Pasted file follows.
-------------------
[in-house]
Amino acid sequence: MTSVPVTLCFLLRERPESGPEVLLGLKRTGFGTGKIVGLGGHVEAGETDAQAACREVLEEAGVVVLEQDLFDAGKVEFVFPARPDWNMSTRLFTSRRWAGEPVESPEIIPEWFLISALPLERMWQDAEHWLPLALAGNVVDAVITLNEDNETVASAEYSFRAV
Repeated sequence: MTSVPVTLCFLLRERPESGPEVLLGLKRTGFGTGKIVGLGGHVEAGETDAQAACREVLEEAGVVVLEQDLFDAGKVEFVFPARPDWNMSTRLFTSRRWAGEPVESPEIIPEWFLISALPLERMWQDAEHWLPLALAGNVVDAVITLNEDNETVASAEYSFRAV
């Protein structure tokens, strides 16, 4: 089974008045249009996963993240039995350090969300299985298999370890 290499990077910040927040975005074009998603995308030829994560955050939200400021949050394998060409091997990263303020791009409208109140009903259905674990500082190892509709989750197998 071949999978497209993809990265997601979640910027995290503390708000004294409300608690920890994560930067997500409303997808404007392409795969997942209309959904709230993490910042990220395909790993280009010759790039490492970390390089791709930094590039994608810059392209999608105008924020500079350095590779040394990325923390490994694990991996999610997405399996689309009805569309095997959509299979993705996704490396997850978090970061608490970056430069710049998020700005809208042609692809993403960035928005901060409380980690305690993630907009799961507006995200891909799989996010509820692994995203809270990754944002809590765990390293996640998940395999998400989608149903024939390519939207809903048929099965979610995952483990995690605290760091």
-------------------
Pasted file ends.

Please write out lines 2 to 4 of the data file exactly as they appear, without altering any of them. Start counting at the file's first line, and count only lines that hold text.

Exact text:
Amino acid sequence: MTSVPVTLCFLLRERPESGPEVLLGLKRTGFGTGKIVGLGGHVEAGETDAQAACREVLEEAGVVVLEQDLFDAGKVEFVFPARPDWNMSTRLFTSRRWAGEPVESPEIIPEWFLISALPLERMWQDAEHWLPLALAGNVVDAVITLNEDNETVASAEYSFRAV
Repeated sequence: MTSVPVTLCFLLRERPESGPEVLLGLKRTGFGTGKIVGLGGHVEAGETDAQAACREVLEEAGVVVLEQDLFDAGKVEFVFPARPDWNMSTRLFTSRRWAGEPVESPEIIPEWFLISALPLERMWQDAEHWLPLALAGNVVDAVITLNEDNETVASAEYSFRAV
């Protein structure tokens, strides 16, 4: 089974008045249009996963993240039995350090969300299985298999370890 290499990077910040927040975005074009998603995308030829994560955050939200400021949050394998060409091997990263303020791009409208109140009903259905674990500082190892509709989750197998 071949999978497209993809990265997601979640910027995290503390708000004294409300608690920890994560930067997500409303997808404007392409795969997942209309959904709230993490910042990220395909790993280009010759790039490492970390390089791709930094590039994608810059392209999608105008924020500079350095590779040394990325923390490994694990991996999610997405399996689309009805569309095997959509299979993705996704490396997850978090970061608490970056430069710049998020700005809208042609692809993403960035928005901060409380980690305690993630907009799961507006995200891909799989996010509820692994995203809270990754944002809590765990390293996640998940395999998400989608149903024939390519939207809903048929099965979610995952483990995690605290760091």